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Split board backs new Stafford High

BY KATIE THISDELL

An eleventh-hour attempt to revise plans for a new Stafford High School failed, meaning the project will continue on its current path.

Late Tuesday night, the county’s Board of Supervisors debated the merits of rebuilding versus renovating the school.

Aquia District Supervisor Paul Milde criticized demolishing a building valued at $36 million, saying it’s not fiscally conservative to replace it with one that’ll cost $66 million.

He originally suggested putting the project to a public referendum, but then asked to at least reconsider possibilities.

“There’s so many good options out there, and I know some of them weren’t discussed,” Milde said.

A majority of the board voted to stand by the rebuild as planned, ending the debate that surfaced in the past few months.

The 4–3 vote reaffirmed a decision made by the School Board more than a year ago. Plans call for a 275,000-square-foot school, which is about 10,000 square feet smaller than the current school.

Supervisors Bob Thomas, Susan Stimpson, Gary Snellings and Ty Schieber said they wanted the matter put to rest, despite concerns from parents and students about the project’s cost, the loss of the high school’s automotive program and the disruption of athletic programs during construction.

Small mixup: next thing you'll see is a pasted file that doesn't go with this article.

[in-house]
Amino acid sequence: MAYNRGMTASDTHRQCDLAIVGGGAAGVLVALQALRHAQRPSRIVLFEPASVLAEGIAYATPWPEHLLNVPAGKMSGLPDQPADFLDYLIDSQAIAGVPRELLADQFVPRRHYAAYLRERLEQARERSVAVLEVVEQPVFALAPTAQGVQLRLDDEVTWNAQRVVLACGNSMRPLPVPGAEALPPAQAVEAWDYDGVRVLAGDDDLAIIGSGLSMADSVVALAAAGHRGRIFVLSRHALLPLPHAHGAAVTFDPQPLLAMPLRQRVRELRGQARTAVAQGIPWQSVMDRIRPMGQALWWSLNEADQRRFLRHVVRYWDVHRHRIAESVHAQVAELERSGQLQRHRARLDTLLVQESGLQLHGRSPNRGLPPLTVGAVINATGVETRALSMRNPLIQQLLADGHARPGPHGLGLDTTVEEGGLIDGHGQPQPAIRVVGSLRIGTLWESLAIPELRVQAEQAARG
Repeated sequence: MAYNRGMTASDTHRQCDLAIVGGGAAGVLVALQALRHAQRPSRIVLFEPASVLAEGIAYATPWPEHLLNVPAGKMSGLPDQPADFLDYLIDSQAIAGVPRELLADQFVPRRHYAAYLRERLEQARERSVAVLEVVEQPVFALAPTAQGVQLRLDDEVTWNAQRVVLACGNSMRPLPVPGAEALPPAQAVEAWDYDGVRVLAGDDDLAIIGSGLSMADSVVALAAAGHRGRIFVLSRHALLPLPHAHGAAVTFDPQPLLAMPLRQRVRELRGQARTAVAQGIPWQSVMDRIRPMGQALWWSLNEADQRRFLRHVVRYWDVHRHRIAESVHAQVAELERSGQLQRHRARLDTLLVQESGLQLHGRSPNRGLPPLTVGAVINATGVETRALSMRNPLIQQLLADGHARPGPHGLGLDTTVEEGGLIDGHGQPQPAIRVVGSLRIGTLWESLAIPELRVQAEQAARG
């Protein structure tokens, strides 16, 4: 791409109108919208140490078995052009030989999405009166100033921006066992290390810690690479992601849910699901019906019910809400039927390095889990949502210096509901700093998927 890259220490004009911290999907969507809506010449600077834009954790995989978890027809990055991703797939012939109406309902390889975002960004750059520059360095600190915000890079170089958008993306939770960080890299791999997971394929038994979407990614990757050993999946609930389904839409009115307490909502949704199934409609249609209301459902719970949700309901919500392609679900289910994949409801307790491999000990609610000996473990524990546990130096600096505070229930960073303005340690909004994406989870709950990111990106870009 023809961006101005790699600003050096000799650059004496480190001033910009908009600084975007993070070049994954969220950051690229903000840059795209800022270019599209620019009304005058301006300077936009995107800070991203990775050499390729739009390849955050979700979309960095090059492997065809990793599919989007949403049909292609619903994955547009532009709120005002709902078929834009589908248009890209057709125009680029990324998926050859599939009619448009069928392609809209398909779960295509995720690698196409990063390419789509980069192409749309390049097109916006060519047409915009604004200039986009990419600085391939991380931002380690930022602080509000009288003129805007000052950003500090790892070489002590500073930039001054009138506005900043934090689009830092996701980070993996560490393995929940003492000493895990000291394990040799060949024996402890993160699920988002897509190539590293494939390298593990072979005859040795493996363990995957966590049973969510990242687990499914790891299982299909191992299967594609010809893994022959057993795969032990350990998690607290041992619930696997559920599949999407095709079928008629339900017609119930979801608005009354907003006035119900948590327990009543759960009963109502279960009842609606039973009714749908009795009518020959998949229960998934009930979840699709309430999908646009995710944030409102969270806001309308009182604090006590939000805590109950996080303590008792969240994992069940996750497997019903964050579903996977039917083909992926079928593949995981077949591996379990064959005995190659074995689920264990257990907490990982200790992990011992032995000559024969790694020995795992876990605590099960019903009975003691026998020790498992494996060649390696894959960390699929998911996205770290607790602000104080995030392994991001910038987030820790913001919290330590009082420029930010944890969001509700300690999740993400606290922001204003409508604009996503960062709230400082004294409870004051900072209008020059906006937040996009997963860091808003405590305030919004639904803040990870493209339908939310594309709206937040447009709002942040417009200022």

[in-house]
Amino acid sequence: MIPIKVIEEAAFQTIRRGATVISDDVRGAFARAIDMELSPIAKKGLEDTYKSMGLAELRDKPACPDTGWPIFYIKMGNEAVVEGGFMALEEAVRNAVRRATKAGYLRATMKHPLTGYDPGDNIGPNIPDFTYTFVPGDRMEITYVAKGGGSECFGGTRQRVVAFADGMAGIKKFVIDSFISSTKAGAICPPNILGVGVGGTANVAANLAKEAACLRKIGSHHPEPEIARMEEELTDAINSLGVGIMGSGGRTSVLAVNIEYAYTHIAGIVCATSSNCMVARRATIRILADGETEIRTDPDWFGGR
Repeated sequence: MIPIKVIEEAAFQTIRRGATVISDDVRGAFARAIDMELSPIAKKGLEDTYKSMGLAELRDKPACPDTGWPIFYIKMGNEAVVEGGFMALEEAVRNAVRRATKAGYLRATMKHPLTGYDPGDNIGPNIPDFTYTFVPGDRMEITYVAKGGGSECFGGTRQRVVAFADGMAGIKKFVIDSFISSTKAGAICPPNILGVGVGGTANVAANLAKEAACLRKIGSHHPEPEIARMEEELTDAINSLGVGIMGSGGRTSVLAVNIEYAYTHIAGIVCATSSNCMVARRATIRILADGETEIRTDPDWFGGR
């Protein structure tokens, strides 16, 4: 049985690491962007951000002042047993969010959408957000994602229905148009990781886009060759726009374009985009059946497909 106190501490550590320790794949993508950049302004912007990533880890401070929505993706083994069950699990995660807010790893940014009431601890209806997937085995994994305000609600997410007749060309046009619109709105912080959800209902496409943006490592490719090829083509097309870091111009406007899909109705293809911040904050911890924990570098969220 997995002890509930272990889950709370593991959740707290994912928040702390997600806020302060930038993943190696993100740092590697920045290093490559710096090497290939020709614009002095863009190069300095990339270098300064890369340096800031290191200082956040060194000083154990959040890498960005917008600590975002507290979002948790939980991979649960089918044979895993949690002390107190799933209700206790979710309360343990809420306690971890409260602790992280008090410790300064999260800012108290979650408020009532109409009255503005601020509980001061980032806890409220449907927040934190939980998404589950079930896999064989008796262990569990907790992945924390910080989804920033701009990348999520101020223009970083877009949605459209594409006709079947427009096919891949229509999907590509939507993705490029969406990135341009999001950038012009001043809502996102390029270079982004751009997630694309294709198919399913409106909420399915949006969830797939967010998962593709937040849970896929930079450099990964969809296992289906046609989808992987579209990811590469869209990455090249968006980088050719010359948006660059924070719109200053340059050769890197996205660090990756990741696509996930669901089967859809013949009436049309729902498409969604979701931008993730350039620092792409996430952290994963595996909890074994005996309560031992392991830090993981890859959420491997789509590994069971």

Meanwhile, Milde, Jack Cavalier and Cord Sterling worried that the project wasn’t fully thought out and set a bad precedent.

“We’re putting all our eggs in one basket in regards to the schools,” said Cavalier, returning for his first meeting since being struck by a tractor–trailer on Interstate 95. “There’s always one [project] that’s going to be a little less than the others but it can be remedied, but does it take $66 million to remedy it at the expense of others?”

At a joint meeting Monday night between some supervisors and School Board members, Thomas had suggested that a portion of the building be kept for career and technical education programs. It was unclear Wednesday what will happen to that proposal.

Also Tuesday, supervisors killed discussion of creating an at-large chairperson seat. A majority voted against asking the General Assembly for special legislation to put the question to a public referendum.

After a public hearing, the board deferred a decision on the rezoning for George Washington’s Boyhood Home at Ferry Farm. A heritage interpretation zoning designation would allow the George Washington Foundation to add a reconstruction of the historic home at the site off State Route 3. Supervisors are waiting for confirmation from the foundation’s board of trustees that they would place the end of the Belmont–Ferry Farm Trail at the site.

The board will publicize a public hearing on transportation impact fees for new residential development. The fees could be between $2,999 and $5,046 with possible exemptions for projects at certain stages. Supervisors are recommending a one-year delay on collecting fees.

Fees for tent inspections and lot consolidation were reduced. Residents who want to temporarily place large tents in yards, such as for weddings, no longer have to pay $200. And those who want to remove property lines between neighboring lots will be charged $150, a significant reduction.

Katie Thisdell: 540/735-1975

kthisdell@freelancestar.com

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